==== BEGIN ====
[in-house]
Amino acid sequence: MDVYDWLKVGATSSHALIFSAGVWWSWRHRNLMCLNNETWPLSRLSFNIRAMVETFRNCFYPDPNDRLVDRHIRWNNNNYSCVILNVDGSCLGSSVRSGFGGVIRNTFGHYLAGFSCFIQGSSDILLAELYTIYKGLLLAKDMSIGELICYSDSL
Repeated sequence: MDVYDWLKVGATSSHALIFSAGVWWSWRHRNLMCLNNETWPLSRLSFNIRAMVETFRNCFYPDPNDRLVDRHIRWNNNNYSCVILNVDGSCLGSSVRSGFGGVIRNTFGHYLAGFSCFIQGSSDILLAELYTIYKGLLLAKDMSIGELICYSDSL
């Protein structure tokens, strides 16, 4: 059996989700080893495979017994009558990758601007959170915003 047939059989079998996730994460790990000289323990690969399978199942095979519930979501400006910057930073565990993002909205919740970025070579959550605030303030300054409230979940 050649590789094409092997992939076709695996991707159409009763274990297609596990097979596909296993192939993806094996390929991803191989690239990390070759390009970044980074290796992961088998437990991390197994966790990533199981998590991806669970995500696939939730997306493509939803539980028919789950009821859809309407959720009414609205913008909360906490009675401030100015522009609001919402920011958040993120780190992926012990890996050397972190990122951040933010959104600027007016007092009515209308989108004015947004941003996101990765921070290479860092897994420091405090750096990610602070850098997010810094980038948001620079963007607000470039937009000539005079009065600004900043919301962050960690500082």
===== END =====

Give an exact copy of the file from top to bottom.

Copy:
[in-house]
Amino acid sequence: MDVYDWLKVGATSSHALIFSAGVWWSWRHRNLMCLNNETWPLSRLSFNIRAMVETFRNCFYPDPNDRLVDRHIRWNNNNYSCVILNVDGSCLGSSVRSGFGGVIRNTFGHYLAGFSCFIQGSSDILLAELYTIYKGLLLAKDMSIGELICYSDSL
Repeated sequence: MDVYDWLKVGATSSHALIFSAGVWWSWRHRNLMCLNNETWPLSRLSFNIRAMVETFRNCFYPDPNDRLVDRHIRWNNNNYSCVILNVDGSCLGSSVRSGFGGVIRNTFGHYLAGFSCFIQGSSDILLAELYTIYKGLLLAKDMSIGELICYSDSL
């Protein structure tokens, strides 16, 4: 059996989700080893495979017994009558990758601007959170915003 047939059989079998996730994460790990000289323990690969399978199942095979519930979501400006910057930073565990993002909205919740970025070579959550605030303030300054409230979940 050649590789094409092997992939076709695996991707159409009763274990297609596990097979596909296993192939993806094996390929991803191989690239990390070759390009970044980074290796992961088998437990991390197994966790990533199981998590991806669970995500696939939730997306493509939803539980028919789950009821859809309407959720009414609205913008909360906490009675401030100015522009609001919402920011958040993120780190992926012990890996050397972190990122951040933010959104600027007016007092009515209308989108004015947004941003996101990765921070290479860092897994420091405090750096990610602070850098997010810094980038948001620079963007607000470039937009000539005079009065600004900043919301962050960690500082």